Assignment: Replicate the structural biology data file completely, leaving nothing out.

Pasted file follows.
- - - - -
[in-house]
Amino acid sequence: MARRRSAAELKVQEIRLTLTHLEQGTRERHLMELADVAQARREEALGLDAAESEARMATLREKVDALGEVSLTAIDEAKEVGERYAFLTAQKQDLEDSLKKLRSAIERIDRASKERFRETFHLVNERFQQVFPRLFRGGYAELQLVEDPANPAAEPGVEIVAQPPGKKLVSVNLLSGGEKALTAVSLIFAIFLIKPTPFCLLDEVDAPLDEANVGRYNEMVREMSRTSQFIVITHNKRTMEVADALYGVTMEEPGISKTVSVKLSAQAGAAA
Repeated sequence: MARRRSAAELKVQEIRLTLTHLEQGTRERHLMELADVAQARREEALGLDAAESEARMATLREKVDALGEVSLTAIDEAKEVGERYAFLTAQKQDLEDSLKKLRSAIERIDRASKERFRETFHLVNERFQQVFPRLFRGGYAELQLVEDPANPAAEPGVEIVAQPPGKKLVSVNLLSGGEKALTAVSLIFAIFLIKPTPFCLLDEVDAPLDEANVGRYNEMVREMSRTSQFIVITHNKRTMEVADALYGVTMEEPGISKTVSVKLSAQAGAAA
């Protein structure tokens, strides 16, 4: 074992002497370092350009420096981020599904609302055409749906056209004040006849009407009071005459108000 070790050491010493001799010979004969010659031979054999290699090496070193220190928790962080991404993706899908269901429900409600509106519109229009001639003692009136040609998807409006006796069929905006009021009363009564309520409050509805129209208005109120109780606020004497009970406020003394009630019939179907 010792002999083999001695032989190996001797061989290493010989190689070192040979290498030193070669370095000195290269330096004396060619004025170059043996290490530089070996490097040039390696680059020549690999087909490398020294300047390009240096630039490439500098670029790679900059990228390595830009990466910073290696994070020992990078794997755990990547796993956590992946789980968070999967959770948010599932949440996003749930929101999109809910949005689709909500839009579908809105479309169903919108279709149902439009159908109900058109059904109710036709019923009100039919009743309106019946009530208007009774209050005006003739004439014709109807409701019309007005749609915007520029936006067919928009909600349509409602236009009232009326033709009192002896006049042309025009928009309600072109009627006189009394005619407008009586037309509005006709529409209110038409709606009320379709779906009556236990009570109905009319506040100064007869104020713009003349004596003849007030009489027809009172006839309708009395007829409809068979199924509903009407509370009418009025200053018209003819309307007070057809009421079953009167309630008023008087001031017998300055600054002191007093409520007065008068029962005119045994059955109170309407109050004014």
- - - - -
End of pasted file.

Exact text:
[in-house]
Amino acid sequence: MARRRSAAELKVQEIRLTLTHLEQGTRERHLMELADVAQARREEALGLDAAESEARMATLREKVDALGEVSLTAIDEAKEVGERYAFLTAQKQDLEDSLKKLRSAIERIDRASKERFRETFHLVNERFQQVFPRLFRGGYAELQLVEDPANPAAEPGVEIVAQPPGKKLVSVNLLSGGEKALTAVSLIFAIFLIKPTPFCLLDEVDAPLDEANVGRYNEMVREMSRTSQFIVITHNKRTMEVADALYGVTMEEPGISKTVSVKLSAQAGAAA
Repeated sequence: MARRRSAAELKVQEIRLTLTHLEQGTRERHLMELADVAQARREEALGLDAAESEARMATLREKVDALGEVSLTAIDEAKEVGERYAFLTAQKQDLEDSLKKLRSAIERIDRASKERFRETFHLVNERFQQVFPRLFRGGYAELQLVEDPANPAAEPGVEIVAQPPGKKLVSVNLLSGGEKALTAVSLIFAIFLIKPTPFCLLDEVDAPLDEANVGRYNEMVREMSRTSQFIVITHNKRTMEVADALYGVTMEEPGISKTVSVKLSAQAGAAA
């Protein structure tokens, strides 16, 4: 074992002497370092350009420096981020599904609302055409749906056209004040006849009407009071005459108000 070790050491010493001799010979004969010659031979054999290699090496070193220190928790962080991404993706899908269901429900409600509106519109229009001639003692009136040609998807409006006796069929905006009021009363009564309520409050509805129209208005109120109780606020004497009970406020003394009630019939179907 010792002999083999001695032989190996001797061989290493010989190689070192040979290498030193070669370095000195290269330096004396060619004025170059043996290490530089070996490097040039390696680059020549690999087909490398020294300047390009240096630039490439500098670029790679900059990228390595830009990466910073290696994070020992990078794997755990990547796993956590992946789980968070999967959770948010599932949440996003749930929101999109809910949005689709909500839009579908809105479309169903919108279709149902439009159908109900058109059904109710036709019923009100039919009743309106019946009530208007009774209050005006003739004439014709109807409701019309007005749609915007520029936006067919928009909600349509409602236009009232009326033709009192002896006049042309025009928009309600072109009627006189009394005619407008009586037309509005006709529409209110038409709606009320379709779906009556236990009570109905009319506040100064007869104020713009003349004596003849007030009489027809009172006839309708009395007829409809068979199924509903009407509370009418009025200053018209003819309307007070057809009421079953009167309630008023008087001031017998300055600054002191007093409520007065008068029962005119045994059955109170309407109050004014």